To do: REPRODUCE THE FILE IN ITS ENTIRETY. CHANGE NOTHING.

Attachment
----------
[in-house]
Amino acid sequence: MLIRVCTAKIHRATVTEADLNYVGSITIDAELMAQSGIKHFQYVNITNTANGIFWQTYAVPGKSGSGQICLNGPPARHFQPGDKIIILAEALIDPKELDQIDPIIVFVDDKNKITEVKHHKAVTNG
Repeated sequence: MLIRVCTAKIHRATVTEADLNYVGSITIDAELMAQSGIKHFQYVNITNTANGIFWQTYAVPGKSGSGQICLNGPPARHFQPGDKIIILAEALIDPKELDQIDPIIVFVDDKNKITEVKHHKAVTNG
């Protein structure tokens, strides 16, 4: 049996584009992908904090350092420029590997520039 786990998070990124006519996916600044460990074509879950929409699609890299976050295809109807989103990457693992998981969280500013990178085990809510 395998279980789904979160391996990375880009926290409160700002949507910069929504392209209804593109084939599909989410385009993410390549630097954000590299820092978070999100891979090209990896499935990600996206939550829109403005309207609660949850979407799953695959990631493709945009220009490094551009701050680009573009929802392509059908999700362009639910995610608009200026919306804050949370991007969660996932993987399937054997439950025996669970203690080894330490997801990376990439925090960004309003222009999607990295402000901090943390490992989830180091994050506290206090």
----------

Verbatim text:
[in-house]
Amino acid sequence: MLIRVCTAKIHRATVTEADLNYVGSITIDAELMAQSGIKHFQYVNITNTANGIFWQTYAVPGKSGSGQICLNGPPARHFQPGDKIIILAEALIDPKELDQIDPIIVFVDDKNKITEVKHHKAVTNG
Repeated sequence: MLIRVCTAKIHRATVTEADLNYVGSITIDAELMAQSGIKHFQYVNITNTANGIFWQTYAVPGKSGSGQICLNGPPARHFQPGDKIIILAEALIDPKELDQIDPIIVFVDDKNKITEVKHHKAVTNG
């Protein structure tokens, strides 16, 4: 049996584009992908904090350092420029590997520039 786990998070990124006519996916600044460990074509879950929409699609890299976050295809109807989103990457693992998981969280500013990178085990809510 395998279980789904979160391996990375880009926290409160700002949507910069929504392209209804593109084939599909989410385009993410390549630097954000590299820092978070999100891979090209990896499935990600996206939550829109403005309207609660949850979407799953695959990631493709945009220009490094551009701050680009573009929802392509059908999700362009639910995610608009200026919306804050949370991007969660996932993987399937054997439950025996669970203690080894330490997801990376990439925090960004309003222009999607990295402000901090943390490992989830180091994050506290206090």